Evidence & Practice
The psychological and psychosocial effects of head and neck cancer
Sian Taylor Nursing student, School of Health Sciences, University of East Anglia, Norwich
A diagnosis of head and neck cancer can be physically and emotionally debilitating. The condition and its treatment can affect breathing, eating and communicating, and change physical appearance. Head and neck cancer can have profound effects on psychological and psychosocial well-being and subsequent quality of life. Each person with a facial disfigurement adjusts and adapts to their altered appearance differently – some require little psychological support but others develop depression and anxiety, and become socially isolated. Effective and appropriate psychological and psychosocial care and interventions improve long-term quality of life and well-being for people with head and neck cancer.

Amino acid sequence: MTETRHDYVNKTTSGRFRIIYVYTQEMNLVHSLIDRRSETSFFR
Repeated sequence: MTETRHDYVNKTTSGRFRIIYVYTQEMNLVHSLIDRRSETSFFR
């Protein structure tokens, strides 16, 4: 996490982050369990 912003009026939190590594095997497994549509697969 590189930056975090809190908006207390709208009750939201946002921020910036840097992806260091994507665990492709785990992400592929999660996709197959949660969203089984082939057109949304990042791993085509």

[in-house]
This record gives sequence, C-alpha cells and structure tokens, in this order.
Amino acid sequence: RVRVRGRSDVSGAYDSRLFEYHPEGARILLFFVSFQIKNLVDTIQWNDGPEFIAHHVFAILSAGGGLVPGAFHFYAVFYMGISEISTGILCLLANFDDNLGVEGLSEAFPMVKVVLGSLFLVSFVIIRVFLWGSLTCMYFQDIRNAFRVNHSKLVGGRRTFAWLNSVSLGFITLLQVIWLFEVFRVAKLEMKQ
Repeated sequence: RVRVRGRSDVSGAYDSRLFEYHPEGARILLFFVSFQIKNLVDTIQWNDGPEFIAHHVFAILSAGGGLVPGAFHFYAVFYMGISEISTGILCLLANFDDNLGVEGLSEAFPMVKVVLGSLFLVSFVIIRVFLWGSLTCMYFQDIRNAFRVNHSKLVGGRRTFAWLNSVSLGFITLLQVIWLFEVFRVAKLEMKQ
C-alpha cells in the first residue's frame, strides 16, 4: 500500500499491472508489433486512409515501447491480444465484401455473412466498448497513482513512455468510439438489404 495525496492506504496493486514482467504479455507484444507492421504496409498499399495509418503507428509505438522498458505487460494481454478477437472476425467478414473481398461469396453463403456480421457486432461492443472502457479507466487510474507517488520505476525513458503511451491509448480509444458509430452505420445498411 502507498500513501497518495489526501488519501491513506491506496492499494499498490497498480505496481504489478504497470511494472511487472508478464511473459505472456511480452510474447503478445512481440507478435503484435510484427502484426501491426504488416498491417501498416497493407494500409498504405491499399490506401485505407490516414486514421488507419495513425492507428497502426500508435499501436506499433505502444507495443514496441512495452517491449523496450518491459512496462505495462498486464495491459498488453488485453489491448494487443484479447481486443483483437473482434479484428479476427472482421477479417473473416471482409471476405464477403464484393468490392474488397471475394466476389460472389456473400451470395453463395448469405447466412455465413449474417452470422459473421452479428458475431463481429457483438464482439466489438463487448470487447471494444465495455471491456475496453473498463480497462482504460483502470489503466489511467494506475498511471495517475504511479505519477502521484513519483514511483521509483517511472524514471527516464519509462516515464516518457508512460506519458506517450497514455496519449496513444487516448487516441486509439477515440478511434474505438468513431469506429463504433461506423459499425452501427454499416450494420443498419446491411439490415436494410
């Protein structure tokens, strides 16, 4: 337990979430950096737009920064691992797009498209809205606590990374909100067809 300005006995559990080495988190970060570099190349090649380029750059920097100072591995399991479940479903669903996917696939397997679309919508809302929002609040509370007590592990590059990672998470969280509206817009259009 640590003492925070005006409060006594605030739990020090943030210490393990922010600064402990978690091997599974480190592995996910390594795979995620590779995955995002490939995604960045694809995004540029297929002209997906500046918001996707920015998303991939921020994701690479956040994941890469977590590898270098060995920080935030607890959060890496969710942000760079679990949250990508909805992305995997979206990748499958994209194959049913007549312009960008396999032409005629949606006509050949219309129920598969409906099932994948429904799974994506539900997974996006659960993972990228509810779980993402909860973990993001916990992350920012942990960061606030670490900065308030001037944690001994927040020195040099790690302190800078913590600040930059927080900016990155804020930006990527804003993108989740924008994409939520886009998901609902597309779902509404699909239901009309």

This article reviews the literature, based on UK research since 1995 on the psychological and psychosocial effects of facial disfigurement caused by head and neck cancer, including body image and intimacy issues. It discusses how nurses can help to improve people's quality of life, social functioning and encounters, as well as their psychological well-being.
Cancer Nursing Practice. doi: 10.7748/cnp.2016.e1340Correspondence
This article has been subject to external double-blind peer review and checked for plagiarism using automated software
Received: 07 July 2016
Accepted: 27 September 2016
Published online: 04 November 2016